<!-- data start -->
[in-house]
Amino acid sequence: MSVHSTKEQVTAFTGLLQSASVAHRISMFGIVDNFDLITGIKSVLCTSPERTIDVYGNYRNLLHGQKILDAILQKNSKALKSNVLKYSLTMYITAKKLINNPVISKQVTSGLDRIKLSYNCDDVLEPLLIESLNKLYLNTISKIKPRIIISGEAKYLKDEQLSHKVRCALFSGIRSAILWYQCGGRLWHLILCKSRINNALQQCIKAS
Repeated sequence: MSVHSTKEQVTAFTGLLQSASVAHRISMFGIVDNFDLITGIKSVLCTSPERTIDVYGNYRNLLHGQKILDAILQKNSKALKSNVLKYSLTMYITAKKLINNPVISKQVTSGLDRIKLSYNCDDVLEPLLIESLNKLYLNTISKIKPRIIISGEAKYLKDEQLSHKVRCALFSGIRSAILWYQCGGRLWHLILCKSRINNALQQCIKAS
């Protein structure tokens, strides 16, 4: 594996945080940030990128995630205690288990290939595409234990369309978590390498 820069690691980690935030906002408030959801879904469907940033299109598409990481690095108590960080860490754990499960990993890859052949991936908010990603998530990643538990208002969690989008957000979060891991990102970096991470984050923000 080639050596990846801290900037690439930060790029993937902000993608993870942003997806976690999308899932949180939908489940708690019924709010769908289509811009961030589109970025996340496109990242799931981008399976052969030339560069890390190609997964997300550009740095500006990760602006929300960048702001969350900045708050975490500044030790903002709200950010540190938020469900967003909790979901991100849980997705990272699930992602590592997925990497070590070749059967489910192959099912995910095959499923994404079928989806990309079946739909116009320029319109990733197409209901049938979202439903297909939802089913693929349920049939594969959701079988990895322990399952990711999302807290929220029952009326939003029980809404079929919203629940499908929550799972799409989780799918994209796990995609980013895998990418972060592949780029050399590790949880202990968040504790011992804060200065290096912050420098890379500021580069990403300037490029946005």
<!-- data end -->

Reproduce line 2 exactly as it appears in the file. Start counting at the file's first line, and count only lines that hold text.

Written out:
Amino acid sequence: MSVHSTKEQVTAFTGLLQSASVAHRISMFGIVDNFDLITGIKSVLCTSPERTIDVYGNYRNLLHGQKILDAILQKNSKALKSNVLKYSLTMYITAKKLINNPVISKQVTSGLDRIKLSYNCDDVLEPLLIESLNKLYLNTISKIKPRIIISGEAKYLKDEQLSHKVRCALFSGIRSAILWYQCGGRLWHLILCKSRINNALQQCIKAS